MGMT 534. Health Economics. In this course, students will study human health, both national and personal, from an economic perspective. Further, students will analyze the ways in which healthcare services are demanded and supplied. Topics include: the value of health from an individual and societal perspective; the demand for physicians’ and other health services; the supply of healthcare; the demand for and the supply of health insurance; international comparison of healthcare expenditures; cost-benefit analyses of public policies and medical interventions; and the role of government in related healthcare markets. 3 graduate credits. Prerequisites: None.
MGMT 536. Law, Regulations, and Ethics in the Healthcare Environment. This course provides an overview of legal issues associated with healthcare, including HIPAA and Medicare fraud and abuse, and the regulatory and accreditation environments of Medicare, Medicaid, JCAHO, and OSHA. Ethical issues associated with the practice of medicine and decision-making in the healthcare environment are also examined. 3 graduate credits. Prerequisites: None.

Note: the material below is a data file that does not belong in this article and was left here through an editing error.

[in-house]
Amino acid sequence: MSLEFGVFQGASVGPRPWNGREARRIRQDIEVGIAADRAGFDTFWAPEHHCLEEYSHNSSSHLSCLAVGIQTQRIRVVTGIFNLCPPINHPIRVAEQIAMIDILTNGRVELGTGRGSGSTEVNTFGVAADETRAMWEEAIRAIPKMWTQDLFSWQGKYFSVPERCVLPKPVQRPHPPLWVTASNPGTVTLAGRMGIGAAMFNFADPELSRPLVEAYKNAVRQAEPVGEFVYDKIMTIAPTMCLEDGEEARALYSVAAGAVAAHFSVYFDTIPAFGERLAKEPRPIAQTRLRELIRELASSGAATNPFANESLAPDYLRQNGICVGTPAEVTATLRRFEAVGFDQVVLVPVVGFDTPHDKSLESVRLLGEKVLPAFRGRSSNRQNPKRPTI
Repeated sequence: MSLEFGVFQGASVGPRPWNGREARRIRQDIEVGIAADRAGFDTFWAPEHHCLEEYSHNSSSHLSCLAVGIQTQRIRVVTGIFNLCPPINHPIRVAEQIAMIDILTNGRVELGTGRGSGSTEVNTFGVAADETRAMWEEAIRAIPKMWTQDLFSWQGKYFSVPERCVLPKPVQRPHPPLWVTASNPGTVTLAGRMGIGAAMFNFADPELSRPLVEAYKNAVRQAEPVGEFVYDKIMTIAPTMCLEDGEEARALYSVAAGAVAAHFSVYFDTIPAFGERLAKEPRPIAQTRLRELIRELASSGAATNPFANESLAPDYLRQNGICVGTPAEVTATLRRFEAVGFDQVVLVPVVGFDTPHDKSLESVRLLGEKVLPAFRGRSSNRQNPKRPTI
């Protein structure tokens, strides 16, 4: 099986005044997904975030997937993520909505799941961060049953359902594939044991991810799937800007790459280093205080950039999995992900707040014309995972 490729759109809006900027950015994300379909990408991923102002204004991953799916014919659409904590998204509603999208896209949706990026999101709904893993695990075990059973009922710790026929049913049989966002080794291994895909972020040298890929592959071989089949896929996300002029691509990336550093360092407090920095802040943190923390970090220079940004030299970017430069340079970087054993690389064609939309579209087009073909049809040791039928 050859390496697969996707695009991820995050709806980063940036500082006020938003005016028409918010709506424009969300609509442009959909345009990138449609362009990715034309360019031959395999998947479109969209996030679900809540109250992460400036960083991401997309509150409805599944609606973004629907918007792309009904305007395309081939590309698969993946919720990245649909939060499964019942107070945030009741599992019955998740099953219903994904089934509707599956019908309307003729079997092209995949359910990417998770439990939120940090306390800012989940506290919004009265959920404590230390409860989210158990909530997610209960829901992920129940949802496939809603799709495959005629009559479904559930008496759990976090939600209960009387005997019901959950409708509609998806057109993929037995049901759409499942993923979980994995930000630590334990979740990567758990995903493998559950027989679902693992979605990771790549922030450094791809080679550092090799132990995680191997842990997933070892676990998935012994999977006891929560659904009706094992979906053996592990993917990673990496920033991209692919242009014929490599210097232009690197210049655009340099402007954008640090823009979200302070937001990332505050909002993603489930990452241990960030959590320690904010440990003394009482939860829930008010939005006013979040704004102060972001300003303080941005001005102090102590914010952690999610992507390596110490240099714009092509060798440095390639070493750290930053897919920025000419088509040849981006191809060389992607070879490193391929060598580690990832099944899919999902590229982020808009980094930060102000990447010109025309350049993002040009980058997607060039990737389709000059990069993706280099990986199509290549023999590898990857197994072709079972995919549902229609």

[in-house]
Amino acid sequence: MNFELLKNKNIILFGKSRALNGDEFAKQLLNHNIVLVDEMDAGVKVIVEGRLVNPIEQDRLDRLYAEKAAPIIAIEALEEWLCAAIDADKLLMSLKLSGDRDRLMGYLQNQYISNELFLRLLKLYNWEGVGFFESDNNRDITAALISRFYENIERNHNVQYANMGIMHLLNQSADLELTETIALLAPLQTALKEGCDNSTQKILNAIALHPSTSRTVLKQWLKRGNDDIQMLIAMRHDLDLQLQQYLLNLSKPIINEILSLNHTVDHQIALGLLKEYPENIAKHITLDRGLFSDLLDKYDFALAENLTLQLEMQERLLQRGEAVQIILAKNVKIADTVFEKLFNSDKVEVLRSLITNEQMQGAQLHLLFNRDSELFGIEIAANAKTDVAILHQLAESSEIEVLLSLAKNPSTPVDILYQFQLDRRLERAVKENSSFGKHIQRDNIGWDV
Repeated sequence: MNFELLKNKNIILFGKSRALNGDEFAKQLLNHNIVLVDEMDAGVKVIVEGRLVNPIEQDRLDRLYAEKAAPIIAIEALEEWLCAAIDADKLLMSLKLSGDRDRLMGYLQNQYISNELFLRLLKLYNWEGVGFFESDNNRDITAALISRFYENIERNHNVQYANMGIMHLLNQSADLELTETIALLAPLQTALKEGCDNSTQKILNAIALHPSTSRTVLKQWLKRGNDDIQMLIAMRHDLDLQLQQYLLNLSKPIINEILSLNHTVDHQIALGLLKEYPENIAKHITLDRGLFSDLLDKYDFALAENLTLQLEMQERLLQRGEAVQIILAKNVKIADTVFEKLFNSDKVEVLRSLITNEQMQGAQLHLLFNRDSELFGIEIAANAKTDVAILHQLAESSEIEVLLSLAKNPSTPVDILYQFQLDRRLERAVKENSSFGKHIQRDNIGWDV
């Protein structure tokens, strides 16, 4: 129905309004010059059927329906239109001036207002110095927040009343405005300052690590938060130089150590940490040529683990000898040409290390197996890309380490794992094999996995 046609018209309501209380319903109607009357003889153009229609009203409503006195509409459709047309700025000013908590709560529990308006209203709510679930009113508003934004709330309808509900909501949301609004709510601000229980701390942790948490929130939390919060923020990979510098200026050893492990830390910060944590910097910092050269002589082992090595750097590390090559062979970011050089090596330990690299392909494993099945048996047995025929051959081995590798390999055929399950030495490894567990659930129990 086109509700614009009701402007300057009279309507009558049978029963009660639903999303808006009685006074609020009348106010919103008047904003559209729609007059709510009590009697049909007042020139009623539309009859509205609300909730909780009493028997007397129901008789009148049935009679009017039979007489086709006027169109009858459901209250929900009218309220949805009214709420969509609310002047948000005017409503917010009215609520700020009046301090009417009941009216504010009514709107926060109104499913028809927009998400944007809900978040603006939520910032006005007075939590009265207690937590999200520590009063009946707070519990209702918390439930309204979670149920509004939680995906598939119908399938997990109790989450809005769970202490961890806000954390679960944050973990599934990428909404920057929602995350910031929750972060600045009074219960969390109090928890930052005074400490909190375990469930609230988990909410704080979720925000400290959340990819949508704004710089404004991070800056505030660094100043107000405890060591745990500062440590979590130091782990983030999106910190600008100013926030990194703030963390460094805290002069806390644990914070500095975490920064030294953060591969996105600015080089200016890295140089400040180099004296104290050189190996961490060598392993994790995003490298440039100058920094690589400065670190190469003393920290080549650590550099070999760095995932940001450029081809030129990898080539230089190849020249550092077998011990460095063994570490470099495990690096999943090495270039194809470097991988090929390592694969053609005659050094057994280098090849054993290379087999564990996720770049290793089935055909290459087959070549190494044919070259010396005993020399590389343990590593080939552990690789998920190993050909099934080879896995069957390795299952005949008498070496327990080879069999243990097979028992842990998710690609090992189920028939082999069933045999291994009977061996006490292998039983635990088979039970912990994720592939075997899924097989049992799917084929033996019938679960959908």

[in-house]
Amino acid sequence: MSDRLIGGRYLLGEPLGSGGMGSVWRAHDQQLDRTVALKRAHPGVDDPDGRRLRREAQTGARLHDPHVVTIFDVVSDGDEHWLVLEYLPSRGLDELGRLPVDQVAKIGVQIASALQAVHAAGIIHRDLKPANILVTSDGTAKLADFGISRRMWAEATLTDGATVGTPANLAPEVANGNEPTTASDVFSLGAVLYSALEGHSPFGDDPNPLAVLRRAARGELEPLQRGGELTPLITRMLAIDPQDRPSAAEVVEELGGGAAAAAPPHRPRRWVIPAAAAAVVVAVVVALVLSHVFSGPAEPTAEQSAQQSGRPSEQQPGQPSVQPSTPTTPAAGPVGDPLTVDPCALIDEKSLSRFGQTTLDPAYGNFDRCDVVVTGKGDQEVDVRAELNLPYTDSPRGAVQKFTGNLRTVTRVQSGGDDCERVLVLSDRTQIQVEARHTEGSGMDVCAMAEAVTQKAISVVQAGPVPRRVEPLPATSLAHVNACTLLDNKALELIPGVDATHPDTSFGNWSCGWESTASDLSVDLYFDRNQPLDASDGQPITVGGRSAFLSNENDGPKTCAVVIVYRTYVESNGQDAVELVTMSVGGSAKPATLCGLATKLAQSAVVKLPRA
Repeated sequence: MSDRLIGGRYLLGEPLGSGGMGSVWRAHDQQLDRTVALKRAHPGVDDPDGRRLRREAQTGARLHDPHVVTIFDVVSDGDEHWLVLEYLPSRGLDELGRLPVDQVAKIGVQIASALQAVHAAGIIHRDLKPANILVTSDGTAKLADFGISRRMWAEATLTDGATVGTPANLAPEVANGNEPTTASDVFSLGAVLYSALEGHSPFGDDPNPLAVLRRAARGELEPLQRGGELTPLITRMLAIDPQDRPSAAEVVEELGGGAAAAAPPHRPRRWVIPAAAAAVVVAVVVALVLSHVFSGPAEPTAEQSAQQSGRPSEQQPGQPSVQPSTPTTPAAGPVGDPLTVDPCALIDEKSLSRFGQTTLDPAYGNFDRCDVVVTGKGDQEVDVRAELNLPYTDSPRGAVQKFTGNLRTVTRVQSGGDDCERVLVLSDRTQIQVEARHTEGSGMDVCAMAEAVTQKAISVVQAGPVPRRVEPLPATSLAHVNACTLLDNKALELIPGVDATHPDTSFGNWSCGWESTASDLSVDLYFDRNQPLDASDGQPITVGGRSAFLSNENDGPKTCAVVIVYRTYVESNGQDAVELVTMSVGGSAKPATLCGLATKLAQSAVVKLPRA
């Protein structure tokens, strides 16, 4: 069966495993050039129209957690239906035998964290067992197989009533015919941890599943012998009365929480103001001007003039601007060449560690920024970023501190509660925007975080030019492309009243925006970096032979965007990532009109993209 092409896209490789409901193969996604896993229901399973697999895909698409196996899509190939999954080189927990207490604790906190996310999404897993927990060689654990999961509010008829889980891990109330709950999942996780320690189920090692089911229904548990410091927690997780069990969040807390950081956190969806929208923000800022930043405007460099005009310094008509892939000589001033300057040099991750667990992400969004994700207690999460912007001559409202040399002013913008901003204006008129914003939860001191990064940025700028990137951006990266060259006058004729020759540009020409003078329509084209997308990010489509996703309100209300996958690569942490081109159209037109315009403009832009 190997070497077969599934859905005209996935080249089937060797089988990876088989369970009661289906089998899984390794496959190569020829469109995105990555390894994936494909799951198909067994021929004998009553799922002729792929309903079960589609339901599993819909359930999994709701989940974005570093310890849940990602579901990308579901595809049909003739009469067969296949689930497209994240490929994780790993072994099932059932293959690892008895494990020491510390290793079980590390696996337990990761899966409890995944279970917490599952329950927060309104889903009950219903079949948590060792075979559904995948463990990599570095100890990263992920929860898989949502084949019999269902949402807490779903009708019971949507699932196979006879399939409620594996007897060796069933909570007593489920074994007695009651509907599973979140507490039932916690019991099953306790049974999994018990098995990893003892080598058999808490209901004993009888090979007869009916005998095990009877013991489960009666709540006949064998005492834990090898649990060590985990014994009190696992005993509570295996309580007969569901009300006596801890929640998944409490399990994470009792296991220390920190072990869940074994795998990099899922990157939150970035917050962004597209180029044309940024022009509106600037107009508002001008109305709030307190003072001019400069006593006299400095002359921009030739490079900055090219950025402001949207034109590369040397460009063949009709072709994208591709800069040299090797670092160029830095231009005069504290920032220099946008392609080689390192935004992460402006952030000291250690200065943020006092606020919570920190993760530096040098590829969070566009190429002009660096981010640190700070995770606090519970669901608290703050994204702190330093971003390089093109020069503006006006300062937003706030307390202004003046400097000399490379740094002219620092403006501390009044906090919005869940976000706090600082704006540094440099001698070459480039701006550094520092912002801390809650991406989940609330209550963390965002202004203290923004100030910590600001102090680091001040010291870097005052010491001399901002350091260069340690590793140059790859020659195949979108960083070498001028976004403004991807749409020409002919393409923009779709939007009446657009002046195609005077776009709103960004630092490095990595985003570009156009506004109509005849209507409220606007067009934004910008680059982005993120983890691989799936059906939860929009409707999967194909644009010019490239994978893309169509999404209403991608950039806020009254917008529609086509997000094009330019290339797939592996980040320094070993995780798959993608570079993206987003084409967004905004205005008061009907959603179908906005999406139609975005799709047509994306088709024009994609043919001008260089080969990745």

MGMT 545. Procurement and Sourcing Strategy. This course examines the fundamental concepts of supply chain management. Topics include the roles and responsibilities of the purchasing function, supplier relationship management and development, contract development, negotiations, and management, strategic sourcing, strategy, purchasing ethics, and more. 3 graduate credits. Prerequisite: None.